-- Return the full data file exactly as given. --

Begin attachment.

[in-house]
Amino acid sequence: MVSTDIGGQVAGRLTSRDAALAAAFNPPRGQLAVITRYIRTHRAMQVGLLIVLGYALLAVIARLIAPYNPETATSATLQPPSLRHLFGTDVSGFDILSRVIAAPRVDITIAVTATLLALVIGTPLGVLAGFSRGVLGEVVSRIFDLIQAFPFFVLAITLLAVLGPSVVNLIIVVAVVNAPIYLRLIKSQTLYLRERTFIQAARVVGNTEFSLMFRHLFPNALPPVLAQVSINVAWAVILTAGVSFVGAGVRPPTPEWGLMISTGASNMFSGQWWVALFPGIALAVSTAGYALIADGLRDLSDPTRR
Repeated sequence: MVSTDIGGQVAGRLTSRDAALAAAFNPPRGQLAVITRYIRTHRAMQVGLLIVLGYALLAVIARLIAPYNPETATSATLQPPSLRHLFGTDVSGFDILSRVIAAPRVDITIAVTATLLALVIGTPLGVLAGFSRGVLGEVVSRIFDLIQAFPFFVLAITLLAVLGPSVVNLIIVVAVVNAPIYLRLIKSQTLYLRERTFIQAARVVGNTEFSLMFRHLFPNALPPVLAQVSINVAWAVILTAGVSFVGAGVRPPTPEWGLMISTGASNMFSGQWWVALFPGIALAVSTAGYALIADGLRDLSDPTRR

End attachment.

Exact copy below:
[in-house]
Amino acid sequence: MVSTDIGGQVAGRLTSRDAALAAAFNPPRGQLAVITRYIRTHRAMQVGLLIVLGYALLAVIARLIAPYNPETATSATLQPPSLRHLFGTDVSGFDILSRVIAAPRVDITIAVTATLLALVIGTPLGVLAGFSRGVLGEVVSRIFDLIQAFPFFVLAITLLAVLGPSVVNLIIVVAVVNAPIYLRLIKSQTLYLRERTFIQAARVVGNTEFSLMFRHLFPNALPPVLAQVSINVAWAVILTAGVSFVGAGVRPPTPEWGLMISTGASNMFSGQWWVALFPGIALAVSTAGYALIADGLRDLSDPTRR
Repeated sequence: MVSTDIGGQVAGRLTSRDAALAAAFNPPRGQLAVITRYIRTHRAMQVGLLIVLGYALLAVIARLIAPYNPETATSATLQPPSLRHLFGTDVSGFDILSRVIAAPRVDITIAVTATLLALVIGTPLGVLAGFSRGVLGEVVSRIFDLIQAFPFFVLAITLLAVLGPSVVNLIIVVAVVNAPIYLRLIKSQTLYLRERTFIQAARVVGNTEFSLMFRHLFPNALPPVLAQVSINVAWAVILTAGVSFVGAGVRPPTPEWGLMISTGASNMFSGQWWVALFPGIALAVSTAGYALIADGLRDLSDPTRR